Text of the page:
The exhibition will include three steps/movements in New York and two in Kyiv. Rondiak’s Motankas are fashioned after the talismanic, traditional Ukrainian Dolls meant to protect a child from from evil spirits and to restore health. She began to build them inspired solely upon discovering her grandmother’s miraculously made—and survived—motankas made while held prisoner in a concentration camp. Shocking and heartening at once to Ola, the image of granny’s feat, and her dedicated labor of manufacturing something valuable, healing, out of practically nothing in a materially denuded place‑save for her gathering thread out of blankets for this process—instilled in her a deep devotion for this spiritual craft, honoring grandma’s accomplishment in conjuring up health and safety for her imprisoned comrades and missing family. Several of those motankas made it out of the liberated camp alive and well, eventually finding their way to be exhibited in Chicago. In New York only, a second step/movement to be exhibited paralleling the motankas can be seen in the form of recent Neo-Pop sculptures made out of the artist’s worn-out, preserved children’s clothing. Invested with plaster of Paris for rigidity, coated with layers of semi-transparent paper maché retaining on their surfaces legible markings of early homework, storied drawings, youthful family tales and visual doodles, this body of recent work represent a direct testament of better times arrived, a fresh notion of passing time while morphing histories. A third step/movement to be showcased in both exhibitions takes the form of large ultra-flat paintings derived from Byzantine Medieval to early Renaissance mural painting. They are infused with a local shared symbology imbued with historical resonance, made contemporary by the use of minimal post Post-Modernist techniques—as in Alex Katz’s works, the all female subjects share a melancholic innuendo, though in this instance proud, stoic, smile-less women, made more regal, impersonal looking, by the relentless harshness and deprivation endured by these folk during decades of constraining Soviet rule and later indoctrination of ‘Russianness’, today still resonant in some quarters.
Thus the ‘lives’ or periods of Rondiak’s artmaking in Ukraine remain immersed in the cauldron of highly volatile historicities.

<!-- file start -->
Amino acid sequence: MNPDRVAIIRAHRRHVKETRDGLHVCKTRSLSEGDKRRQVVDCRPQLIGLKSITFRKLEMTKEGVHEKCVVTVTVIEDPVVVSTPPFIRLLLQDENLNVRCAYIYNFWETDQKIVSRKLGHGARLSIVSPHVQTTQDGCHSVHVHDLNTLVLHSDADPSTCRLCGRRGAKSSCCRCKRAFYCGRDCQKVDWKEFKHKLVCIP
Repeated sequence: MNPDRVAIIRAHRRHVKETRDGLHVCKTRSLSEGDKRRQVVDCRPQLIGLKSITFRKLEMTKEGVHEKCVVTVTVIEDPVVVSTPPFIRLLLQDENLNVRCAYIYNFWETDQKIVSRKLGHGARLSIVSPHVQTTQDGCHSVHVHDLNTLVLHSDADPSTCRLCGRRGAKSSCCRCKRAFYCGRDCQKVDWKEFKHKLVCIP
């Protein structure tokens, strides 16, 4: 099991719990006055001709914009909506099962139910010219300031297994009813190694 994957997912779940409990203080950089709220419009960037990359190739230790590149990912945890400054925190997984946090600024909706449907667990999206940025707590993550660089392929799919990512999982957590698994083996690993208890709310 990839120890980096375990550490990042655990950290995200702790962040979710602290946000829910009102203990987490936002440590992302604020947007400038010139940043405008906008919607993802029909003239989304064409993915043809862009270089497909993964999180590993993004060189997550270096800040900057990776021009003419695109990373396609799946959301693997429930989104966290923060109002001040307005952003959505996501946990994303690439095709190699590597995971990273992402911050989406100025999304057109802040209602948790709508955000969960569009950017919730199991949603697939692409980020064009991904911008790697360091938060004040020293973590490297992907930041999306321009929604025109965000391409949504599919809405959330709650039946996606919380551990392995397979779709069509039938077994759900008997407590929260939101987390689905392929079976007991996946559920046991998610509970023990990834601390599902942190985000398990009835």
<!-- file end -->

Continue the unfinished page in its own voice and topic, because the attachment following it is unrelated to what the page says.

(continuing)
In New York her art will inspire and open windows of curiosity in the viewer, particularly given the present day preoccupation regarding both countries’ status and mutual commitments or lack thereof. In Kyiv, the audiences’ scrutiny will have them analyze, perceive and bring to mind strong, unavoidable images reminding them of familiar ‘transitional forces’ allied of decidedly personal as well as communal/national memories heavily inscribed in their psyche.
A history not understood and digested calls for repeat performance. In analyzing Rondiak’s works, an ominous onus hides in and is aired out in hopes of mitigating, to any extent, the multiple pressures her beloved Ukraine is under at present. We must not forget the artist is a trained psychologist caught between two strains, the ‘then’ and the ‘now’ in front of a third column, her acute analytical purview reaching deep in her inner sanctum, chewing on the fiber of ‘who’ she is in this grand ‘giocco’ as an artist assuaging the torn filaments of history anew. Anew in order to decipher her imminent social and artistic identity, her potential powers of persuasion and influence, her measuring of to what degree an artist can contribute to the birth of the new while leaning on the past for good measure. Purely naked in front of a rather debatable history, showered here and there by certain antagonism towards her methodology, the artists’ oeuvre incisively speaks for itself to those willing to hear and witness her explicit path laid out for the viewer to recognize and navigate a turbulent, shared history in flux.